Berryman never would complete his Shakespeare text, but the postwar years would bring a series of works which would dramatically illustrate his evolving style: The Dispossessed (1948), an anthology of verse that resembles the poetry of William Butler Yeats and Robert Frost; Homage to Mistress Bradstreet (1956), a long poem in which the poet attempts to seduce an unhappy and frustrated Anne Bradstreet (an American Puritan poet); and Seventy-seven Dream Songs (1964), later supplemented, rearranged, and published as The Dream Songs (1969). This last is his masterwork, and it introduced “Henry,” a Berryman persona, as its antihero.
Despite the steadily increasing fame he won through these works and the tenured position he held as Regents Professor of Humanities at the University of Minnesota, Minneapolis, Berryman’s personal life grew ever more chaotic. His second marriage, to Elizabeth Ann Levine, the mother of his only son, Paul, lasted less than three years (from 1956 to 1959). His third marriage, in 1961, to Kathleen Donahue, was more stable; his two daughters, Martha and Sarah Rebecca, were born in 1962 and 1971, but Berryman’s drinking and despondency threatened even this relationship in the months before his death. Lukewarm critical reaction to Love and Fame (1970), which is a sober view of Berryman’s pursuit of both as avenues to happiness, raised fears concerning his power to create verse. Though the critics had been kinder to Berryman’s Sonnets (1967), those were twenty-year-old poems about a 1947 love affair.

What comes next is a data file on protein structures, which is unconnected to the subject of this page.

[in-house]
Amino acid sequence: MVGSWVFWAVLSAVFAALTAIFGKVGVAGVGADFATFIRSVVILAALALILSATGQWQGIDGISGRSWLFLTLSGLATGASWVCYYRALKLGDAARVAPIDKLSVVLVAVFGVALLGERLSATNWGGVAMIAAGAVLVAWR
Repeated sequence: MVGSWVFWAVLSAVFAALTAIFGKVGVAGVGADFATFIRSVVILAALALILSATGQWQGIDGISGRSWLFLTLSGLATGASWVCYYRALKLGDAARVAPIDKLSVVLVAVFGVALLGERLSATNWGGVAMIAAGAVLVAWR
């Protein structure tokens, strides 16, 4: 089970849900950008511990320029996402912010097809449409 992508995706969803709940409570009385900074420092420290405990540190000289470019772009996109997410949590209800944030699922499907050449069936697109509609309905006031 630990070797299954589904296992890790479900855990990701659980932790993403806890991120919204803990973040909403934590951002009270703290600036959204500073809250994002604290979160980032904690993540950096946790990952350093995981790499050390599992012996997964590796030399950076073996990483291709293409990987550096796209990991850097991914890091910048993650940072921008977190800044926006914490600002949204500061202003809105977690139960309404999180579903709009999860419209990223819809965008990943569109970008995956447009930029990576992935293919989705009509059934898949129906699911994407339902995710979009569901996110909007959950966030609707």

Amid fears that his creative life was over, that his third marriage was failing, and that he was no longer effective as a teacher, Berryman closed the covenant that much of his poetry indicates he believed he had with his father. On a bitterly cold morning in Minneapolis, January 7, 1972, he leaped from the Washington Avenue Bridge, which connects the University of Minnesota’s east and west campuses. His life thus ended as violently as had those of several poet colleagues he most admired: Hart Crane, Randall Jarrell, and Sylvia Plath.